Date of Award


Document type


Access Type

Open Access Dissertation

Degree Name

Doctor of Philosophy (PhD)

Degree Program

Computer Science

First Advisor

Kevin Fu

Second Advisor

Emery D. Berger

Third Advisor

Wayne P. Burleson

Subject Categories

Computer Sciences


Demand for compact, easily deployable, energy-efficient computers has driven the development of general-purpose transiently powered computers (TPCs) that lack both batteries and wired power, operating exclusively on energy harvested from their surroundings.

TPCs' dependence solely on transient, harvested power offers several important design-time benefits. For example, omitting batteries saves board space and weight while obviating the need to make devices physically accessible for maintenance. However, transient power may provide an unpredictable supply of energy that makes operation difficult. A predictable energy supply is a key abstraction underlying most electronic designs. TPCs discard this abstraction in favor of opportunistic computation that takes advantage of available resources. A crucial question is how should a software-controlled computing device operate if it depends completely on external entities for power and other resources? The question poses challenges for computation, communication, storage, and other aspects of TPC design.

The main idea of this work is that software techniques can make energy harvesting a practicable form of power supply for electronic devices. Its overarching goal is to facilitate the design and operation of usable TPCs.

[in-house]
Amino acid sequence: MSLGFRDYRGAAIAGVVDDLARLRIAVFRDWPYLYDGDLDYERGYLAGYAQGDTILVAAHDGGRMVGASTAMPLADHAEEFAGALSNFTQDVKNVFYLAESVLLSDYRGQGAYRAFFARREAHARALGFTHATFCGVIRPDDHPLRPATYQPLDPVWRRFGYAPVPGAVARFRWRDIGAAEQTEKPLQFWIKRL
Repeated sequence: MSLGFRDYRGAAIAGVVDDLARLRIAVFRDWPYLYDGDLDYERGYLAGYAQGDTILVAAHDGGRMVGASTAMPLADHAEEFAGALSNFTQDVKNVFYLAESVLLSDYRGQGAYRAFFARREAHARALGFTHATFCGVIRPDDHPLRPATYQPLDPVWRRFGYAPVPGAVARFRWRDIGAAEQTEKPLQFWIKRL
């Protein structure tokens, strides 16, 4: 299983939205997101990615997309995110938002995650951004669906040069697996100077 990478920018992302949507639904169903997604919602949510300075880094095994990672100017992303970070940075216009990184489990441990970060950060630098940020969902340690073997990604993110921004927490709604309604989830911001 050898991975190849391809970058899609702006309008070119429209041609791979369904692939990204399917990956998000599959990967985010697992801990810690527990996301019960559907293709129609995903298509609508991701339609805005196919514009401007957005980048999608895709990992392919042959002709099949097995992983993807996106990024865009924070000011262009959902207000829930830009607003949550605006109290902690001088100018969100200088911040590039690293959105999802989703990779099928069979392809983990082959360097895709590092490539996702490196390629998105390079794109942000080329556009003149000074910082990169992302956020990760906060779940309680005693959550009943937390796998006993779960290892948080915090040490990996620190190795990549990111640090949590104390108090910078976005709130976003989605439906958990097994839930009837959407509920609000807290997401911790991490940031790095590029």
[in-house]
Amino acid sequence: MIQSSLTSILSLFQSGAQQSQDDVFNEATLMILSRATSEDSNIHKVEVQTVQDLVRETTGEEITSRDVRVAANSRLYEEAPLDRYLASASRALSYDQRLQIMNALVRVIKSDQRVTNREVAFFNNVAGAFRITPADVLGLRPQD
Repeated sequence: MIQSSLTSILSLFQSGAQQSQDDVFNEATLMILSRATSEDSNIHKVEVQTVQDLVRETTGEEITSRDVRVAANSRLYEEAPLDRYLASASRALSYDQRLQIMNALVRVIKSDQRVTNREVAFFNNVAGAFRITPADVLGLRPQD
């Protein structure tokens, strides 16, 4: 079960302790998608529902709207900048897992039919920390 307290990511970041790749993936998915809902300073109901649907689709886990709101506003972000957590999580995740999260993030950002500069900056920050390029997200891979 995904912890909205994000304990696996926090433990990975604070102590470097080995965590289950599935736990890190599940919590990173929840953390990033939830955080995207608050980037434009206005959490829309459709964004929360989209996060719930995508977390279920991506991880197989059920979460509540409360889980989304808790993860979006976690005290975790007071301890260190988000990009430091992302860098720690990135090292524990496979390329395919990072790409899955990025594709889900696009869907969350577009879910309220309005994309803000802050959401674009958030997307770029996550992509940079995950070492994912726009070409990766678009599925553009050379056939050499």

This thesis poses a set of challenges that are fundamental to TPCs, then pairs these challenges with approaches that use software techniques to address them. To address the challenge of computing steadily on harvested power, it describes Mementos, an energy-aware state-checkpointing system for TPCs. To address the dependence of opportunistic RF-harvesting TPCs on potentially untrustworthy RFID readers, it describes CCCP, a protocol and system for safely outsourcing data storage to RFID readers that may attempt to tamper with data. Additionally, it describes a simulator that facilitates experimentation with the TPC model, and a prototype computational RFID that implements the TPC model.

To show that TPCs can improve existing electronic devices, this thesis describes applications of TPCs to implantable medical devices (IMDs), a challenging design space in which some battery-constrained devices completely lack protection against radio-based attacks. TPCs can provide security and privacy benefits to IMDs by, for instance, cryptographically authenticating other devices that want to communicate with the IMD before allowing the IMD to use any of its battery power. This thesis describes a simplified IMD that lacks its own radio, saving precious battery energy and therefore size. The simplified IMD instead depends on an RFID-scale TPC for all of its communication functions.

TPCs are a natural area of exploration for future electronic design, given the parallel trends of energy harvesting and miniaturization. This work aims to establish and evaluate basic principles by which TPCs can operate,